Wednesday, 13 March 2013

Ghost grounds

It's hard to write about a feeling as elusive as this one, yet it's that elusiveness that makes it both rare and worthwhile. It happened the other day, for the first time in a couple of years. I was driving through a town somewhere when the road became familiar in a way that might have been real or imagined. On one side was a high wooden fence with another chain-linked one behind it, reaching even higher. Ivy was growing up through its gaps. The traffic slowed, caught by a set of pedestrian lights just ahead. Through a couple of fence panels that had warped and come apart from one another I caught sight of a blade-width of green field and a fragment of a two-story pavilion, then, in the next gap, a section of scoreboard.

It felt right away like I had played there. I could even recall a fragment of the game, fielding second while their opening bat, a big lad with black hair and a Gray-Nicolls, started belting the bowling indiscriminately over mid-on and midwicket, not slogging exactly but swinging, the ball falling just out of reach of the fielders who, in true club style, were being carefully positioned to stop the delivery just gone. I don't remember much more: he hit quite a few, but got out eventually. They probably won. What really came back was the cast of the ground - its shape, its size - and the weather, which was warm but overcast, the sky full of darkening summer clouds with no wind to move them.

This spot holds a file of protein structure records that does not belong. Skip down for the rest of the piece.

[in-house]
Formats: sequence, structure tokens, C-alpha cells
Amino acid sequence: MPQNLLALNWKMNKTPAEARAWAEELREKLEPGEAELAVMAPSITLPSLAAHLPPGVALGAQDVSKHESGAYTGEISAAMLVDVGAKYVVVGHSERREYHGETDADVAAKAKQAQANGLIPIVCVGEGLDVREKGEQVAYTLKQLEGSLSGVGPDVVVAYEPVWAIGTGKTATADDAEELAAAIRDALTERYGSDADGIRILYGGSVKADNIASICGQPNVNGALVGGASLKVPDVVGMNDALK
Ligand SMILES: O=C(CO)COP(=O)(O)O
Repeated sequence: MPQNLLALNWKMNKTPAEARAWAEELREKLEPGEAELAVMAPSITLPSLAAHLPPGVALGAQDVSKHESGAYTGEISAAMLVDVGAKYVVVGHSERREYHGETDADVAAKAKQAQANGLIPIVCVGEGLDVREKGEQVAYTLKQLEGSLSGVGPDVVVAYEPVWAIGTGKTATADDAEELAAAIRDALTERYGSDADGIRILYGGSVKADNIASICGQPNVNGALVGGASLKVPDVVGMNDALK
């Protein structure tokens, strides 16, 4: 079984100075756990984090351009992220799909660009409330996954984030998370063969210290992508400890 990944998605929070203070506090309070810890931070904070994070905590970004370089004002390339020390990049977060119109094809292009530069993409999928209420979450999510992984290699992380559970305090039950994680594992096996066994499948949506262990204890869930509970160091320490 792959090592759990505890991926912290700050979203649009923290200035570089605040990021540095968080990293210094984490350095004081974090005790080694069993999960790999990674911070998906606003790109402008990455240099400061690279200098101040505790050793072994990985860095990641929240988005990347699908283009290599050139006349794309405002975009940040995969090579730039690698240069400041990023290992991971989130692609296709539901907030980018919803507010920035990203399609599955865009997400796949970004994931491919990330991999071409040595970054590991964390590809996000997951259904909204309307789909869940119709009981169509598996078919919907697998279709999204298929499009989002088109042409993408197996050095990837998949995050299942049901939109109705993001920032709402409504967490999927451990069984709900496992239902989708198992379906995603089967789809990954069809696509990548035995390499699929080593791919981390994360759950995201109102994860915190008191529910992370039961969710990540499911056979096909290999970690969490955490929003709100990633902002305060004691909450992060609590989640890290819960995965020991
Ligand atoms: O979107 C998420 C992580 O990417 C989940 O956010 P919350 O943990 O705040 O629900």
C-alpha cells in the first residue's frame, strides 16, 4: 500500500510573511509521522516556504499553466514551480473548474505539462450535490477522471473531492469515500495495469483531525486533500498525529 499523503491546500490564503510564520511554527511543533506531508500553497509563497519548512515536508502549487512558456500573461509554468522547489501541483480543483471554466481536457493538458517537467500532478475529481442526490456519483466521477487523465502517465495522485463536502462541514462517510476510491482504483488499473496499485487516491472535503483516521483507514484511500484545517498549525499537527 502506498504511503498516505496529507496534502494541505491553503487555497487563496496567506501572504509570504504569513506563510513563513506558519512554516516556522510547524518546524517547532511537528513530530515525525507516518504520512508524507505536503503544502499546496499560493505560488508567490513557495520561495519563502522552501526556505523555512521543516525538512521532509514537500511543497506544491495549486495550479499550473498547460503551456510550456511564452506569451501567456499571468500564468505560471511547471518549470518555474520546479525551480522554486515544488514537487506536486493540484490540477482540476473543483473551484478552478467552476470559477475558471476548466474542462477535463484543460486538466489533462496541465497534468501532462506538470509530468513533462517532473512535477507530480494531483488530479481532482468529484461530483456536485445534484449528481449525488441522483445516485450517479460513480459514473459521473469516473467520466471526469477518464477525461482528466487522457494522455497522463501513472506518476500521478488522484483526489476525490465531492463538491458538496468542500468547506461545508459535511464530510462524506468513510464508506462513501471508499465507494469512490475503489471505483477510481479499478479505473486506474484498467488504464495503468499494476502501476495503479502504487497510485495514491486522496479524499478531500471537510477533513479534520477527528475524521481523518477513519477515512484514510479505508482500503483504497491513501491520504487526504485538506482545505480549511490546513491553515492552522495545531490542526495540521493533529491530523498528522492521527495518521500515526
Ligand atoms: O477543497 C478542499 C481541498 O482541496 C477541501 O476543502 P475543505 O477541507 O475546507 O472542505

The traffic eased, and the ground was gone. There was an old painted sign with the name of the club on it, but I couldn't quite read it in the rear-view mirror. It probably wouldn't have helped. The feeling was almost dream-like in the way it refused to become clearer or more solid in the memory. It certainly happened, but did it happen there?

I've played a lot of cricket in a lot of places, and lots of it was a long time ago now. Where do they go, those games and those places... If I had to sit down with a piece of paper, I'm not sure how many I'd remember. It seems to take something more than just effort to bring them back; it needs a sense memory or a chance encounter that trips some kind of synapse. It's the odd and ethereal familiarity that you have been somewhere before.

Sometimes I dream about playing on unknown grounds too, so perhaps a place occasionally makes something imaginary seem slightly more real.

It's a strange sensation, and it's not one that needs a definite answer even if that answer existed. These are the ghost grounds of half-remembered games, and it's good when they appear.

3 comments:

John Halliwell said...

That ‘I’m sure I’ve been here before’ feeling is familiar, OB. The problem is the mental gymnastics we have to go through trying to pin it down. It can be so frustrating; you think you’ve got it and the urge to nudge the wife awake to tell her is almost overwhelming. Then you realise you haven’t got it at all and you continue to toss and turn, and it all seems quite hopeless. And it seems impossible to say 'Sod it, it's not important.'